In the spring of 2005 my mother died on Mother’s Day. Five weeks after she died I was signed up to do a five-week course with the Denver Writing Project, an affiliate of the National Writing Project.
While I must admit the five weeks is a blur, I do vividly remember all the writing. Tons of writing. Tons of talking. Tons of learning. But even with all this, I had no idea how this organization with a 40-year history would change my life.
After my initial experience, I stopped being involved. I stepped away from a lot of things at this point in my life. But in 2011, I saw my friend Sarah Woodard at an event where she told there was this thing that I might want to do to become involved in the Writing Project again.
Since then, my learning I have done with the National Writing Project has profoundly shifted my thinking about my own teaching, and ultimately has helped me gain confidence in my new position as an instructional coach in the high school where I teach.
If I feel discouraged, all I have to do is reach out to my friends either locally in other school districts, or my friends I have made from all over the country. We can compare what is happening in our states. Or we can compare what is happening at our schools, and anything in between. There is power in having a network of academics to draw from. The Writing Project teachers I know are grounded. They are grounded because they know they have a nationwide network standing behind them with the same philosophy:
writing matters. That the best way to teach ultimately comes back to how we bring content to the forefront through writing.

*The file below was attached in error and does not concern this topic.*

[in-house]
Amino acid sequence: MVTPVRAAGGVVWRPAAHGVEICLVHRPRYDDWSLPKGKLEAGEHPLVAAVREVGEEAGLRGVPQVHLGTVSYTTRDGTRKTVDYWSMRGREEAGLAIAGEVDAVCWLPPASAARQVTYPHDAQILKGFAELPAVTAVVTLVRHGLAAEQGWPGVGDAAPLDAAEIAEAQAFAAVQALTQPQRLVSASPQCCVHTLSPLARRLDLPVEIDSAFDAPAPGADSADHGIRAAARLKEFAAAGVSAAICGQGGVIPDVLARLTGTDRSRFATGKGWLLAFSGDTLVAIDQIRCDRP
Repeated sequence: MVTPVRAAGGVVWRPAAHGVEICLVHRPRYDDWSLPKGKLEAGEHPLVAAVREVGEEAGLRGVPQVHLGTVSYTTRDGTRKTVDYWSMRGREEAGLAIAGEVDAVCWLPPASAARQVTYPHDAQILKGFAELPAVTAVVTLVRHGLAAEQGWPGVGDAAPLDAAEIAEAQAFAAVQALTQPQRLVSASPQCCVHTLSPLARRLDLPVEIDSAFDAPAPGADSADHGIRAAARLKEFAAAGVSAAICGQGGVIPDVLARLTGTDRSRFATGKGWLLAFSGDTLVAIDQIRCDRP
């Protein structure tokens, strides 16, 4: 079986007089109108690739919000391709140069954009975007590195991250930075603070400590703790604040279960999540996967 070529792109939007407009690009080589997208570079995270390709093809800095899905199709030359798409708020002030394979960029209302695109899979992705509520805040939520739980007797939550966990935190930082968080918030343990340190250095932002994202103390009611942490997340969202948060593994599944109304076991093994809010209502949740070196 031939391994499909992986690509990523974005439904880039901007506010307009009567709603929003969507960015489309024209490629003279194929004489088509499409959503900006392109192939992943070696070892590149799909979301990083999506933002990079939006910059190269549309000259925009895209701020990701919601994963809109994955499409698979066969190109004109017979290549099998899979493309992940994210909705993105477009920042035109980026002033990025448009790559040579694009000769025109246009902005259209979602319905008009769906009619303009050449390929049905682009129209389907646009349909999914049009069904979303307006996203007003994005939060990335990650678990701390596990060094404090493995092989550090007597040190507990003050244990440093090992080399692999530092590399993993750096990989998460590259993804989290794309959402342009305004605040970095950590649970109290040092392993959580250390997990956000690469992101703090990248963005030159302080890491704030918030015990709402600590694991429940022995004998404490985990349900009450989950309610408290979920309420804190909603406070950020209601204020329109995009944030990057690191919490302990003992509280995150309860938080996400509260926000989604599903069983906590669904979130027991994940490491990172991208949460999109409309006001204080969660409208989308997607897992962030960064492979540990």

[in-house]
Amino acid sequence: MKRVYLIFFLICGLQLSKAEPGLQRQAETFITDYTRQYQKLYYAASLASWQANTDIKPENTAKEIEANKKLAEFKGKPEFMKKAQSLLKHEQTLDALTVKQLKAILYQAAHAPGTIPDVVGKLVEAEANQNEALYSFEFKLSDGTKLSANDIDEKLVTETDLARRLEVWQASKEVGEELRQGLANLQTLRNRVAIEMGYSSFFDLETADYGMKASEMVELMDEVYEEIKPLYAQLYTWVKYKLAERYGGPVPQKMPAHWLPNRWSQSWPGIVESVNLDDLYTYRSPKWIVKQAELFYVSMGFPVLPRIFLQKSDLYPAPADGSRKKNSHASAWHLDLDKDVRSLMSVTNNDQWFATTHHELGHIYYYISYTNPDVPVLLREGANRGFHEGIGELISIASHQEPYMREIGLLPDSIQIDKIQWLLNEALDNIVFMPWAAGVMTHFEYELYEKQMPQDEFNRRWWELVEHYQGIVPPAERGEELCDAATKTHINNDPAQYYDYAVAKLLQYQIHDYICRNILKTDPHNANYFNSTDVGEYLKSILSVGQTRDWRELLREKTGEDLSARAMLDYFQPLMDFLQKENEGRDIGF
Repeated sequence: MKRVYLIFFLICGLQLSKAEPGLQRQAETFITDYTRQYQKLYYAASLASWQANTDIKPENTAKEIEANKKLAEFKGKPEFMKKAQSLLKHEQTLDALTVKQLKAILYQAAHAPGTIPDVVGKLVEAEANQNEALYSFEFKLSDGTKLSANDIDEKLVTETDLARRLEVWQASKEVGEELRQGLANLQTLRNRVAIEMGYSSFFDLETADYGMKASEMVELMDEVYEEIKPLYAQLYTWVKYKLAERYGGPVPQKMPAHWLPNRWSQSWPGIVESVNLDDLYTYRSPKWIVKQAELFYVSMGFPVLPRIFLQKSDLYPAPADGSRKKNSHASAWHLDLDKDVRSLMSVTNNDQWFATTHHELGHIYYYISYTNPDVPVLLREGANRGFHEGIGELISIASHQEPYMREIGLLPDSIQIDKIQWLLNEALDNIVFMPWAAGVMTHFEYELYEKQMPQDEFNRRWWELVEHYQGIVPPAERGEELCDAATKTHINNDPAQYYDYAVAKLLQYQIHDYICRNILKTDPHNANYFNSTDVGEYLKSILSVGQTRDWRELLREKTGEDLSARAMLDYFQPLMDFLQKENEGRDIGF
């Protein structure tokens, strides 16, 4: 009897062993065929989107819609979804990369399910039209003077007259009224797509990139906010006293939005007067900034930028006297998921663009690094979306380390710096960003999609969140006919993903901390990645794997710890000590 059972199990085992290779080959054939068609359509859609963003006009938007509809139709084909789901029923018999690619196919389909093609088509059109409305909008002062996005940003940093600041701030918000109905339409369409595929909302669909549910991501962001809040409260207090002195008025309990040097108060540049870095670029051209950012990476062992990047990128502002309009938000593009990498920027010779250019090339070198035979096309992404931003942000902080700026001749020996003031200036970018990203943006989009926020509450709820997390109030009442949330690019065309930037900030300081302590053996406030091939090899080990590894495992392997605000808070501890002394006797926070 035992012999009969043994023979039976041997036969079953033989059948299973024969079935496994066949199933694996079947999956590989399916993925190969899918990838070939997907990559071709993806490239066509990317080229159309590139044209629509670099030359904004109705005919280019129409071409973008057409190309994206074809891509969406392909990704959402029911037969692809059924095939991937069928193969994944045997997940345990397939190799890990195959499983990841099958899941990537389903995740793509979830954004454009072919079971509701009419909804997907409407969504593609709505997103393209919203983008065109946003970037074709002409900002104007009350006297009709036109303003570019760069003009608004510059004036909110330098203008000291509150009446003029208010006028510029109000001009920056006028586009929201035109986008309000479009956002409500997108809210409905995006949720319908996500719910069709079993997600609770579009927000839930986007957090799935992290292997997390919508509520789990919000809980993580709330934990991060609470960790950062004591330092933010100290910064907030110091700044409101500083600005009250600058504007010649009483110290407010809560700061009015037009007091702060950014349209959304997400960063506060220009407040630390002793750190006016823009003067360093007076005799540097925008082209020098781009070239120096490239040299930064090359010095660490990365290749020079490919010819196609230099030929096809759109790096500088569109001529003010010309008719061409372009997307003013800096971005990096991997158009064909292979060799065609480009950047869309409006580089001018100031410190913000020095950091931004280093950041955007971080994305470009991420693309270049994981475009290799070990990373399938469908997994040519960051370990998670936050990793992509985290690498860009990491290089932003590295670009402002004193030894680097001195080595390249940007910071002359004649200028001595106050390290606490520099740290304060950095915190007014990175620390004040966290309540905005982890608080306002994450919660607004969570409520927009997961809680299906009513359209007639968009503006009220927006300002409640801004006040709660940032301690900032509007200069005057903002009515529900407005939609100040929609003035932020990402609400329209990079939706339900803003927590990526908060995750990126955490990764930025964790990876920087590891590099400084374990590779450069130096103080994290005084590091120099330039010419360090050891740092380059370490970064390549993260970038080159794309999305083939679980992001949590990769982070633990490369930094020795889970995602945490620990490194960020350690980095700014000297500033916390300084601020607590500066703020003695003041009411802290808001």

I am thankful to Elyse Eidman-Aadahl for leading the first national initiative I was involved in with the Literacy Design Collaborative. Her conversations and belief in me have made me a better person and an even better teacher.
I am grateful to Tanya Baker for inviting me to be involved in the last initiative I was so lucky to be a part of the leadership team, Assignments Matter. Her belief in my abilities to lead a group of teachers has given me more confidence and has given me a tank of strategies to draw upon as I begin my new job. She has shown me how to facilitate and lead in ways that give teacher voice and empowerment.
I am thankful for Maggie Brewer, Amy Vujaklija, Sarah Woodard, Joe Bellacero, and Jack Zangerle for reminding me of the power that teachers have. Working with them has been a true treat. They have shown me the power of conversation and of asking questions to push one another.
I would not be the person I am today without these people or these experiences. I have a forty-year tradition of teacher leaders I draw from every day.
There is power in that: and for that I am grateful.